Apologies for being a day later on my weekly post. I've been doing tons of reading for my upcoming residency and a lot of it has involved some in depth critiquing as well. Plus I had to do some research on my topic. Space opera...
Yes, you read right, I'm going to attempt to explain this popular phenomenon in fiction, film, and TV. I've heard of it before, probably even watched some. But I still wasn't really clear on what it was specifically and who had written this kind of work. Hopefully, this post will help clear up some of the mystery for those of you who were curious about this subgenre of science fiction.
Why, you may be wondering am I suddenly interested in space opera? I'll tell you. Tor is doing a open submission for novella length fiction all throughout the month of May. For those of you interested in writing this type of fiction here is the link to the submission guidelines:
If you submit, best of luck with your submission piece. For the rest of you who are just curious as to what space opera is, here is the definition that popped up when I searched for it on the internet.
I'm sure that makes everything clear as mud, right? Well...maybe not. Here is a little more info on what space opera is. It is a subgenre of sci-fi that has actually been around quite a while. It began to gain a following in the 1920's and 30's when science fiction magazines began publishing these space dramas and billing them as "super science epics" (Wikpedia, original sited wiki source, Gary Westfahl, Space and Beyond: The Frontier Theme in Science Fiction, 1 January, 2000). The term space opera is believed to be coined from the term soap opera, which were popular series radio dramas during the 20's and 30's and sponsored mainly by soap manufacturing companies. The main difference initially between space operas and soap operas being that space operas take place entirely in outer space.
Originally space operas were very optimistic in nature with larger than life super heroes fighting evil doers in some other galaxy or on another planet in outer space and trying to save humanity. The subgenre has involved over time, however, growing darker and moving away from "triumph of mankind" template and also becoming more scientifically rigorous in their world building and the technology used. Without bogging you down in too much information about this subgenre, this is a very short summary of what space opera is and some info on how it evolved.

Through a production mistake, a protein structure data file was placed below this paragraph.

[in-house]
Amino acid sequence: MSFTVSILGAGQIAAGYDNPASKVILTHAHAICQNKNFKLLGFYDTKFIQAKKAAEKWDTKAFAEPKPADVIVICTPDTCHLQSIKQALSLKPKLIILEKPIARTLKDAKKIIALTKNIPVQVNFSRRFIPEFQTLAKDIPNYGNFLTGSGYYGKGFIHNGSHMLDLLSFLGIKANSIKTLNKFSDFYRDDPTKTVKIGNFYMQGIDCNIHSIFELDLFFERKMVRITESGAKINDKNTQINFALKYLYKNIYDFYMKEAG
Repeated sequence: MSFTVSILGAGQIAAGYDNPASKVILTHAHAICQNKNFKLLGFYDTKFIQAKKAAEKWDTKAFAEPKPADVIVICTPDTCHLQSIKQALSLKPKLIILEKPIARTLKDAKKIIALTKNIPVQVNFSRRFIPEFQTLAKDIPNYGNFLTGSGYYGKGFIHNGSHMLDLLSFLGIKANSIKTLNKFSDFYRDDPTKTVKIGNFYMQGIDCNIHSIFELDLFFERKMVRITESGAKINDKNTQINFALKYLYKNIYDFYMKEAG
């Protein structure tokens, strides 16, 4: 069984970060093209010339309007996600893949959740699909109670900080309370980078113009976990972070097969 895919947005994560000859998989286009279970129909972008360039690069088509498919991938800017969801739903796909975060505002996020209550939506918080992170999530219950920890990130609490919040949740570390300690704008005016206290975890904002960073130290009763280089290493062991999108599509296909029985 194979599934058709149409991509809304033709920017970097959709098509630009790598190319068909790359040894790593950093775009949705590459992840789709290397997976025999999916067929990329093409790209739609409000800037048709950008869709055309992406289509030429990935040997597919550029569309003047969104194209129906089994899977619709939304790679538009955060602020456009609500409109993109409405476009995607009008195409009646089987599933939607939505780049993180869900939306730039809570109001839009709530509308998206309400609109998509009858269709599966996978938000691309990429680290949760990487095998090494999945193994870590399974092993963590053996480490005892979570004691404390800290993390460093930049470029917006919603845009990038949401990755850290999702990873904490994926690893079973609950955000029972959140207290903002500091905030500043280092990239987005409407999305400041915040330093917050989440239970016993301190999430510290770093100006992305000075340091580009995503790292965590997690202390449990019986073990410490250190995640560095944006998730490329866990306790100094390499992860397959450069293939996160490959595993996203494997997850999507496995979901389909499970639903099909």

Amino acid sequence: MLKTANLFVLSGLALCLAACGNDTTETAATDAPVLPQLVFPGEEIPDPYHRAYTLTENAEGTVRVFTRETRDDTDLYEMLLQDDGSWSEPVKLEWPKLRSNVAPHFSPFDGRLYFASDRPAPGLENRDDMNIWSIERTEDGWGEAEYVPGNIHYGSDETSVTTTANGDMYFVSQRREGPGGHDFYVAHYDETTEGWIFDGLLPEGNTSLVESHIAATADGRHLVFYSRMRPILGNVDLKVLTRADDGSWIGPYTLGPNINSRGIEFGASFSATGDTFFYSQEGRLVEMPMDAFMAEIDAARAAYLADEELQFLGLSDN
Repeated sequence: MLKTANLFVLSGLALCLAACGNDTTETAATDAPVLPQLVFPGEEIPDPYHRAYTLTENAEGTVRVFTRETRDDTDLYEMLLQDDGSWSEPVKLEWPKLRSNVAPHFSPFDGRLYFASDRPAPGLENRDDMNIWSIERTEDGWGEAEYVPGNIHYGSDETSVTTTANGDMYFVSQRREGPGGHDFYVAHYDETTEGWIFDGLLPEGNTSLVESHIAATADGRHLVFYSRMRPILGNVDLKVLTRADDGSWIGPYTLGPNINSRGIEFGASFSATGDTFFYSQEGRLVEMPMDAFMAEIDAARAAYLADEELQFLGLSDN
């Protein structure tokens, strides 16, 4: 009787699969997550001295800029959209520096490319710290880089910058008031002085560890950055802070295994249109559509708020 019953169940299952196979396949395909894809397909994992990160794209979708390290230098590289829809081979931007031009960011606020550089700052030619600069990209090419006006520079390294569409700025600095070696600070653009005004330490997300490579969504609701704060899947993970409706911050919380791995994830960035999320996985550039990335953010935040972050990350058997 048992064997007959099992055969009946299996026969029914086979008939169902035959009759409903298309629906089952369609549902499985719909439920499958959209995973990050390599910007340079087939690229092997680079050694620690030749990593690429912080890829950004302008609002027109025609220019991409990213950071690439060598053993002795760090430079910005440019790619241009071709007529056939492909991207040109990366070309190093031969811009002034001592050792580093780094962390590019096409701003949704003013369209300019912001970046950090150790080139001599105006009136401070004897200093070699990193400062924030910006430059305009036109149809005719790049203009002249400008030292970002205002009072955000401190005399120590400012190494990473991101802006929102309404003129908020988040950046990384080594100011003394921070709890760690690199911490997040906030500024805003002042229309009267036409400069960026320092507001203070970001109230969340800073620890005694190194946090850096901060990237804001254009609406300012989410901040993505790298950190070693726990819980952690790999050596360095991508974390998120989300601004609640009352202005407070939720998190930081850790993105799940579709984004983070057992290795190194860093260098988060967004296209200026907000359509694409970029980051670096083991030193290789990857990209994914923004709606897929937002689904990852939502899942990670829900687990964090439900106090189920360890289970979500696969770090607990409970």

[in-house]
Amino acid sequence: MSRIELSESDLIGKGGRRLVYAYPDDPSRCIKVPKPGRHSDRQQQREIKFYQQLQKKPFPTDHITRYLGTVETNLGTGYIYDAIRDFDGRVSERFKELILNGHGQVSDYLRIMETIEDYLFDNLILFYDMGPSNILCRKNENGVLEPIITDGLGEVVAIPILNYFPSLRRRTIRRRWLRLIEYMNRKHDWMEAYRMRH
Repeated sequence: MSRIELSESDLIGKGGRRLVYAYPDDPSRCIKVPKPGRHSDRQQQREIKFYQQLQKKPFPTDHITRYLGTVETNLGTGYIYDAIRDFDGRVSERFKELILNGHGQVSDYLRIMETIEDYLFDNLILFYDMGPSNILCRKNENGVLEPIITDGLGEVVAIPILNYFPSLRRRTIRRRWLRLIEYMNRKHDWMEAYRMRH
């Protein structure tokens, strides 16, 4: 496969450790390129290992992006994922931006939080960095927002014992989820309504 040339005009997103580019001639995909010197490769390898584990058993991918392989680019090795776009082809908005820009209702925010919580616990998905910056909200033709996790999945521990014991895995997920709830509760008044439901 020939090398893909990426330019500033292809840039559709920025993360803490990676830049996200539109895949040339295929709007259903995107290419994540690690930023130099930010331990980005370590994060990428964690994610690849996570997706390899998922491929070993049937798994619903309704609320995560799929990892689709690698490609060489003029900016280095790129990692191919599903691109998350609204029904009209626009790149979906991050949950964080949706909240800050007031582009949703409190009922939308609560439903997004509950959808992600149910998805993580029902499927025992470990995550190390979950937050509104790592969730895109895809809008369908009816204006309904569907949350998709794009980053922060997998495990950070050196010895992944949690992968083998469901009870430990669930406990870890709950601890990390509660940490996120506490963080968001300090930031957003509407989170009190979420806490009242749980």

Here are some examples of space opera in both literature and film/tv for your reading or viewing pleasure:
The Skylark series (1928-1965) by E.E. "Doc" Smith
The Foundation series (1942-1999) by Isaac Asimov
The Ender's Game series (1985-present) Orson Scott Card
Hyperion Cantos (1989-1996) by Dan Simmons
Saga of Seven Suns (2002-2008) and The Saga of Shadows (2014-present) by Kevin J. Anderson
Legend of the Galactic Heroes (1982-present) by Yoshiki Tanaka
Imperial Radch (2013-present) by Anne Leckie
Star Wars franchise created by George Lucas (1977-present)
Battle Star Galactica created by Glen A. Larson and Ronald D. Moore (1978-1979 and 2004-2009)
Babylon 5 franchise created by J. Michael Straczynski (1993-present)
Guardians of the Galaxy franchise created by James Gunn (2014-present)
(Both lit. and film/tv lists found via wikipedia.com)
Also, the popular video game Halo (2001-present) created by Bungie is considered a type of space opera (source, wikipedia.com)
So, there you have it. Space opera is a popular subgenre of science fiction that many of you might be familiar with and didn't even realize it. This is also what Tor is most looking for in their open novella submissions for this month. If this is right up your alley, then I hope this helps if you plan to take advantage of Tor's open submissions period. If not, well now you can sound smart and ultra informed about space operas. Maybe you can tackle this interesting subgenre yourself and be the next big thing in fiction or film.